Get Treatment for Rheumatoid Arthritis Sooner, Not Later
Rheumatoid arthritis (RA) is a disease in which your immune system attacks your own joints by mistake. It can start at any age, but the risk is highest in your 60s. If you have been diagnosed with RA, your health care provider may prescribe:
A disease-modifying antirheumatic medicine (DMARD) to slow the disease’s progress and help prevent more joint damage
Lifestyle changes such as exercising regularly, balancing activity with rest, and quitting smoking. These help reduce joint pain and disability.
Early treatment matters
RA causes painful swelling (inflammation) in the lining of affected joints. If not treated, this inflammation can harm cartilage. Cartilage is the flexible tissue covering the ends of bones. RA can also damage the bones.
In time, the joint may become more painful, misshapen, and hard to move. Much damage can occur early in the disease. And once this happens, the harm can’t be undone.
That’s why it is crucial to start taking a DMARD as soon as possible after the disease begins. This type of medicine helps stop or reduce inflammation. It can slow down RA and help prevent the destruction of joint tissue.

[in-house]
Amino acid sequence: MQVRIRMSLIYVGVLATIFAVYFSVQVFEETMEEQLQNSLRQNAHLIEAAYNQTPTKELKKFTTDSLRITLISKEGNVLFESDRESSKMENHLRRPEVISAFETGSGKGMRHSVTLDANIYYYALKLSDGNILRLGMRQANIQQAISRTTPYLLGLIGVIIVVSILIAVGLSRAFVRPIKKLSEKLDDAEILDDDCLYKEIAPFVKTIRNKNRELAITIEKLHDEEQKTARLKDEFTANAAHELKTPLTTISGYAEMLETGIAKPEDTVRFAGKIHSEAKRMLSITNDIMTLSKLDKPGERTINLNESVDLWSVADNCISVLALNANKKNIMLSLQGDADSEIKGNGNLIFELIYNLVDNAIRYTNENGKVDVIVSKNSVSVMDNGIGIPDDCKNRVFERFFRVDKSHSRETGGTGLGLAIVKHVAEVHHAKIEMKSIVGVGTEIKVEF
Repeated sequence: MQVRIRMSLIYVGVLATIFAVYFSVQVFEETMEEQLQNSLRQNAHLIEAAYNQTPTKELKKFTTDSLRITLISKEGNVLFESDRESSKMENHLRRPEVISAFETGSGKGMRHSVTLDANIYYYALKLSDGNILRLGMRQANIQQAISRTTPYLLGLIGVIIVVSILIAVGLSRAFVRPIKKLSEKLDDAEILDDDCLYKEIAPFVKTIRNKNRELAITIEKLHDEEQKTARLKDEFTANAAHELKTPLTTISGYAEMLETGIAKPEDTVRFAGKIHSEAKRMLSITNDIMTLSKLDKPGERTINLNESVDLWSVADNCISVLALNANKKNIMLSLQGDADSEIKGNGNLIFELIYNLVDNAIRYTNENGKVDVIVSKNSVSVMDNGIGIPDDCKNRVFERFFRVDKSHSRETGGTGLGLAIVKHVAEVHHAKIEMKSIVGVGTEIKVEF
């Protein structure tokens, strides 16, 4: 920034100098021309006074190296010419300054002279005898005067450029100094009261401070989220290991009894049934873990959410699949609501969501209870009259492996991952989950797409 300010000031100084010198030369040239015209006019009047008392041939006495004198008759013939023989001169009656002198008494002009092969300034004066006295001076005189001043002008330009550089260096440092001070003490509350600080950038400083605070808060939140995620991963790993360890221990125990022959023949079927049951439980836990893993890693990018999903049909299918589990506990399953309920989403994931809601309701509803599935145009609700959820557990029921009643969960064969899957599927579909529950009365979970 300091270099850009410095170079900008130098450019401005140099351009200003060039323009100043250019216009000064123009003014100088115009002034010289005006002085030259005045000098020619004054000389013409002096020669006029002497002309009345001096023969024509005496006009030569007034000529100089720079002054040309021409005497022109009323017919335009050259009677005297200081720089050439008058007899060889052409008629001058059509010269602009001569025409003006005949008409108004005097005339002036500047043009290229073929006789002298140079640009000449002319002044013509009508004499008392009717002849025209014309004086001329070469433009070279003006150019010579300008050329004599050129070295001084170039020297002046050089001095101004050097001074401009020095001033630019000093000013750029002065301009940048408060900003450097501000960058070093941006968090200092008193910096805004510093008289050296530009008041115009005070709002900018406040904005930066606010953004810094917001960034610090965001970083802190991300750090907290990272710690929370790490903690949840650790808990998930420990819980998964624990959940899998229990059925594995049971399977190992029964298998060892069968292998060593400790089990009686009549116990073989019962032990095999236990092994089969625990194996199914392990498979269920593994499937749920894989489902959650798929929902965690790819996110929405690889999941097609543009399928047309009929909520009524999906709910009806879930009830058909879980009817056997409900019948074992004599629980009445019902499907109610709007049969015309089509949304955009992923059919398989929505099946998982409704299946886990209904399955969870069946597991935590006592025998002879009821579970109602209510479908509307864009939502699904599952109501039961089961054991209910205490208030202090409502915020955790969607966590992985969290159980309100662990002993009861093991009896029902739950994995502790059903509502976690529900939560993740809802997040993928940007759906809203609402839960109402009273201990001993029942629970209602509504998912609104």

Don’t put off getting help
What if you have not yet been diagnosed with RA, but you develop problems that could be signs of the disease? It’s important to check out what’s going on. Talk with your provider about:
Pain, aching, stiffness, and/or swelling in more than one joint
The same joint symptoms on both sides of your body, such as in both hands
Unexplained weight loss, fever, tiredness, and/or weakness
If it turns out that you have RA, the disease can be managed with a combination of medicine and lifestyle changes. But the sooner you get started, the better—so don’t delay.